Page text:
> method.  For instance, gaining long term permission is as simple as  
> providing a checkbox with a “Remember my decision” label.  If you  
> are concerned about a specific application gaining permission, then  
> such permission can be a condition on installation.
>
> OMA or OMTP are inappropriate forums to push the work to.  By  
> failing to address these concerns in the W3C, by producing an  
> incomplete specification, there is a greater chance of the  
> specification failing.  There’s more to be done here, not pushed  
> off.  P3P currently doesn’t  do location properly, for instance.   
> Besides, to categorize this standard as applicable only to mobile  
> devices is short sighted.  I refer you to introduction of [1].
>
> Regards,
> Martin
>
> [1] http://www.azarask.in/blog/post/geolocation-in-firefox-and-beyond/
>
> From: public-geolocation-request@w3.org [mailto:public-geolocation-request@w3.org 
> ] On Behalf Of Jon Ferraiolo
> Sent: Tuesday, 28 October 2008 8:55 AM
> To: Andrei Popescu
> Cc: public-geolocation; public-geolocation-request@w3.org
> Subject: Re: wording for the privacy section
>
> Hi,
> Sorry I haven't followed the security issues very closely lately,  
> but I'll pipe in now to say that I don't think you want to say MUST  
> NOT. I'm not even sure you should say SHOULD NOT, but certainly not  
> MUST NOT.
>
> There are many different usage scenarios where the geolocation APIs  
> might be used. Suppose you have a company intranet application that  
> uses location information, and that application is installed as a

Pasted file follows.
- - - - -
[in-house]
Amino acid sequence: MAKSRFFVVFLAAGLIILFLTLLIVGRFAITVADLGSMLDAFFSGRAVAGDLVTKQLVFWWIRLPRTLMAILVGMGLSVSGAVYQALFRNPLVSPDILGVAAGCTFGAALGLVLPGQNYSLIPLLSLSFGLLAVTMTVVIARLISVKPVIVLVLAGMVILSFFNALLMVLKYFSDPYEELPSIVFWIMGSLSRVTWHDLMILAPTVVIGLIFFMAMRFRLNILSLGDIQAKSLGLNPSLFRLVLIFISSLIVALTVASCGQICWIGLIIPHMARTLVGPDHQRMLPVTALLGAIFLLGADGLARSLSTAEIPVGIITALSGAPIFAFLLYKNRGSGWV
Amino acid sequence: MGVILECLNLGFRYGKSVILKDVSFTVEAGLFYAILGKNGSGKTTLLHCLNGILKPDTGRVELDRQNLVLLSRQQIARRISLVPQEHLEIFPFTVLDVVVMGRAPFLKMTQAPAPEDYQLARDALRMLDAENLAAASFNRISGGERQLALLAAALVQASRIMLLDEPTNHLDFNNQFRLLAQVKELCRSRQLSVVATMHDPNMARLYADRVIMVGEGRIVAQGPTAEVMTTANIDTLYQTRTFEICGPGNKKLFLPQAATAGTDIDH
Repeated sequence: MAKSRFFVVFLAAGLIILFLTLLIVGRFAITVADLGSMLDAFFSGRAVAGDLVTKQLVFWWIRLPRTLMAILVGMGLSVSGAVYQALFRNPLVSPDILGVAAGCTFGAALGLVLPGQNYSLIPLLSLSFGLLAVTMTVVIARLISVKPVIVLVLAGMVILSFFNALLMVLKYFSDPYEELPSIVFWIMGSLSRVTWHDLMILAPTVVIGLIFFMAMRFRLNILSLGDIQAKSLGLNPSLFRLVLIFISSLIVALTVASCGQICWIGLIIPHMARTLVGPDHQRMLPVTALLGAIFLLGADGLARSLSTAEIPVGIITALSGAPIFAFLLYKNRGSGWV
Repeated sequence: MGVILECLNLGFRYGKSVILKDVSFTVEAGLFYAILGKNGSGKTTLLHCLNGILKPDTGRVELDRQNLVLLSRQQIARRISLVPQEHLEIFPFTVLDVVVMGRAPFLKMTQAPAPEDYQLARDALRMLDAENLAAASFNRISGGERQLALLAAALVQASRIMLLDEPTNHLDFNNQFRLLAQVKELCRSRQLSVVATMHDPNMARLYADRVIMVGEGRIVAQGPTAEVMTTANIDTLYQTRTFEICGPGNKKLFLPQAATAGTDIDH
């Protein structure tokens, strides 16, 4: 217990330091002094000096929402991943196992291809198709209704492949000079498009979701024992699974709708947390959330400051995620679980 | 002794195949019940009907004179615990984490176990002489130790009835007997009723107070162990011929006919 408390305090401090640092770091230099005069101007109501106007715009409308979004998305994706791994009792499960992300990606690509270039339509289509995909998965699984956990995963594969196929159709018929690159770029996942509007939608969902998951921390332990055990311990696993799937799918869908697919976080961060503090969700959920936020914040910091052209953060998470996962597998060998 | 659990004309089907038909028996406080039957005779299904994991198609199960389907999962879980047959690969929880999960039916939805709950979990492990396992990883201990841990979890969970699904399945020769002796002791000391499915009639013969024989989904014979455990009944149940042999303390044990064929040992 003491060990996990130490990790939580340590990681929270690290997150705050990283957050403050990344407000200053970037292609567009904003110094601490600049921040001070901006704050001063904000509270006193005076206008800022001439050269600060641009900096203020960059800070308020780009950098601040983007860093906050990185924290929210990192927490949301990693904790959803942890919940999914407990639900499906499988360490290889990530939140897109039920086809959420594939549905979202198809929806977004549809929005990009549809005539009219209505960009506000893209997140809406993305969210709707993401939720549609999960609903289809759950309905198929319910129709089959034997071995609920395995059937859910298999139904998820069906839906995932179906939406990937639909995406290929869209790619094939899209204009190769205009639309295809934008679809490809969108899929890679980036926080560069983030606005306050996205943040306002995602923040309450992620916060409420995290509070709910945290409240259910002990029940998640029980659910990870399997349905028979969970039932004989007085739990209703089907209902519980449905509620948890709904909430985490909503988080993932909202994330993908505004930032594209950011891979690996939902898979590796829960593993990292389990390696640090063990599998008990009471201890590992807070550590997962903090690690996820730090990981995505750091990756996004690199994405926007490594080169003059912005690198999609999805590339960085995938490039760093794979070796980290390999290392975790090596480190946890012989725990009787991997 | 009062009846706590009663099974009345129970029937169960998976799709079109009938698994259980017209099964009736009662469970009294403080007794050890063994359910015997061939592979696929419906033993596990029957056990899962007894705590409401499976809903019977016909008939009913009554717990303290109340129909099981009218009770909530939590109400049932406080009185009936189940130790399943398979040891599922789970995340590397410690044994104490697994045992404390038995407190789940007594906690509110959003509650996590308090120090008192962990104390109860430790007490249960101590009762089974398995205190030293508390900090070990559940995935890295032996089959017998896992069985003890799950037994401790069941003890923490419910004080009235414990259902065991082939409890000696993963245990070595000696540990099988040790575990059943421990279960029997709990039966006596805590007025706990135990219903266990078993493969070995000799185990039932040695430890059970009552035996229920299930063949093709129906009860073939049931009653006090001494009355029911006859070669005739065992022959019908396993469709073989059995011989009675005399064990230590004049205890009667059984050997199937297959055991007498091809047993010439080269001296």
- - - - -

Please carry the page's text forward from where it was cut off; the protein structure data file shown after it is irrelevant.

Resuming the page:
> widget onto a mobile phone (that the company buys for its  
> employees), with appropriate digsig information that confirms that  
> the application comes from the right company. In this case (and  
> likely in many others), there is no reason why the implementation  
> should ask user permission before the application can access the  
> location APIs.
>
> I would propose that the specification include loosely worded text  
> that talks about the importance of privacy concerns and suggests  
> that in many common scenarios the implementation should gain  
> explicit user permission before allowing an application to gain  
> access to this APIs.
>
> My general model for security in W3C specs is that the spec should  
> highlight the security concerns and suggest possible ways for  
> implementations to address those concerns, and nothing else. It is  
> better to leave the definition of explicit security policy (e.g.,  
> "MUST prompt the user") to the rest of the industry. In the mobile  
> space, OMTP or OMA are better places for establishing security  
> policies. (Believe me, W3C committees will be much more enjoyable  
> and fast-moving if you can push security policy questions off to a  
> different consortium.)
>
> Jon
>
>
>
> <image001.gif>"Andrei Popescu" <andreip@google.com>
>
> "Andrei Popescu" <andreip@google.com>
> Sent by: public-geolocation-request@w3.org
> 10/27/2008 01:55 PM
>
> To
>
> public-geolocation <public-geolocation@w3.org>
> cc
> <image004.png>
> Subject
>
> wording for the privacy section
>
>
> <image004.png>
> <image004.png>
>
>
> Hello,
>
> Regarding the privacy issues, I'd like to propose the following  
> wording:
>
> "A conforming implementation MUST NOT allow an application to use this
> API to obtain geolocation data without user permission. A conforming
> implementation MUST allow the user to revoke the permission to an
> application that is allowed to use this API to obtain geolocation
> data." We'd also have to define what a "conforming implementation" is
> (i.e. one that implements all the interfaces in the specification, and
> satisfies all other MUST-, REQUIRED- and SHALL-level criteria.) What
> do you think?
>
> Thanks,
> Andrei
>
>
>
>
>
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Received on Tuesday, 28 October 2008 15:14:58 UTC